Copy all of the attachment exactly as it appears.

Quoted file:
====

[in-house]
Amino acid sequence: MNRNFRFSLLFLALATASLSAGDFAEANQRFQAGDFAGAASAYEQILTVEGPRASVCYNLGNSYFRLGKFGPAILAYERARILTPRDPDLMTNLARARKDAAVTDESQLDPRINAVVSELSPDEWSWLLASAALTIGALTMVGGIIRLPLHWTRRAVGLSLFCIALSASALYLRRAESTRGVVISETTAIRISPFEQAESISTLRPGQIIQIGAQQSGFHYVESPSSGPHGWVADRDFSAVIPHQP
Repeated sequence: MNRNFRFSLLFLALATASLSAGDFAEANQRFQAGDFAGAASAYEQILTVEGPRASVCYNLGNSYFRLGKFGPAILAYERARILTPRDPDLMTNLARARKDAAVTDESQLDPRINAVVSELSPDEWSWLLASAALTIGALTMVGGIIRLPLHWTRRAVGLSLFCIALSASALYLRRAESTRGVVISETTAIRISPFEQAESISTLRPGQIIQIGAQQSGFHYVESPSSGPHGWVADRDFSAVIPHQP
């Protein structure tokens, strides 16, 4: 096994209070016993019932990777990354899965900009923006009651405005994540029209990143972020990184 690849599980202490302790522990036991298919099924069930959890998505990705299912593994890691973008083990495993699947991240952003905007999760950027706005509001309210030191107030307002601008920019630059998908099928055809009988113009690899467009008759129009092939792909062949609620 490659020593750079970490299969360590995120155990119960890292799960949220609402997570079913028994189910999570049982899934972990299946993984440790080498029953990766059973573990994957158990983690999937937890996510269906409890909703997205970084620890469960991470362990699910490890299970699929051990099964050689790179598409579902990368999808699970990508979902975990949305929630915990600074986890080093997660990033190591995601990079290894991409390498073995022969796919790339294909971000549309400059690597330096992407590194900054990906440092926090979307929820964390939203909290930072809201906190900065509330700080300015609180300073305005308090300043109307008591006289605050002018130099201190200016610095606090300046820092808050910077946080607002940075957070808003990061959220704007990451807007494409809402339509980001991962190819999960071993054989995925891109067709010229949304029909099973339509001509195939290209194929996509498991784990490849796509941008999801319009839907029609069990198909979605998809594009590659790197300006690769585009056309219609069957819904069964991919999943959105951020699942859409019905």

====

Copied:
[in-house]
Amino acid sequence: MNRNFRFSLLFLALATASLSAGDFAEANQRFQAGDFAGAASAYEQILTVEGPRASVCYNLGNSYFRLGKFGPAILAYERARILTPRDPDLMTNLARARKDAAVTDESQLDPRINAVVSELSPDEWSWLLASAALTIGALTMVGGIIRLPLHWTRRAVGLSLFCIALSASALYLRRAESTRGVVISETTAIRISPFEQAESISTLRPGQIIQIGAQQSGFHYVESPSSGPHGWVADRDFSAVIPHQP
Repeated sequence: MNRNFRFSLLFLALATASLSAGDFAEANQRFQAGDFAGAASAYEQILTVEGPRASVCYNLGNSYFRLGKFGPAILAYERARILTPRDPDLMTNLARARKDAAVTDESQLDPRINAVVSELSPDEWSWLLASAALTIGALTMVGGIIRLPLHWTRRAVGLSLFCIALSASALYLRRAESTRGVVISETTAIRISPFEQAESISTLRPGQIIQIGAQQSGFHYVESPSSGPHGWVADRDFSAVIPHQP
């Protein structure tokens, strides 16, 4: 096994209070016993019932990777990354899965900009923006009651405005994540029209990143972020990184 690849599980202490302790522990036991298919099924069930959890998505990705299912593994890691973008083990495993699947991240952003905007999760950027706005509001309210030191107030307002601008920019630059998908099928055809009988113009690899467009008759129009092939792909062949609620 490659020593750079970490299969360590995120155990119960890292799960949220609402997570079913028994189910999570049982899934972990299946993984440790080498029953990766059973573990994957158990983690999937937890996510269906409890909703997205970084620890469960991470362990699910490890299970699929051990099964050689790179598409579902990368999808699970990508979902975990949305929630915990600074986890080093997660990033190591995601990079290894991409390498073995022969796919790339294909971000549309400059690597330096992407590194900054990906440092926090979307929820964390939203909290930072809201906190900065509330700080300015609180300073305005308090300043109307008591006289605050002018130099201190200016610095606090300046820092808050910077946080607002940075957070808003990061959220704007990451807007494409809402339509980001991962190819999960071993054989995925891109067709010229949304029909099973339509001509195939290209194929996509498991784990490849796509941008999801319009839907029609069990198909979605998809594009590659790197300006690769585009056309219609069957819904069964991919999943959105951020699942859409019905």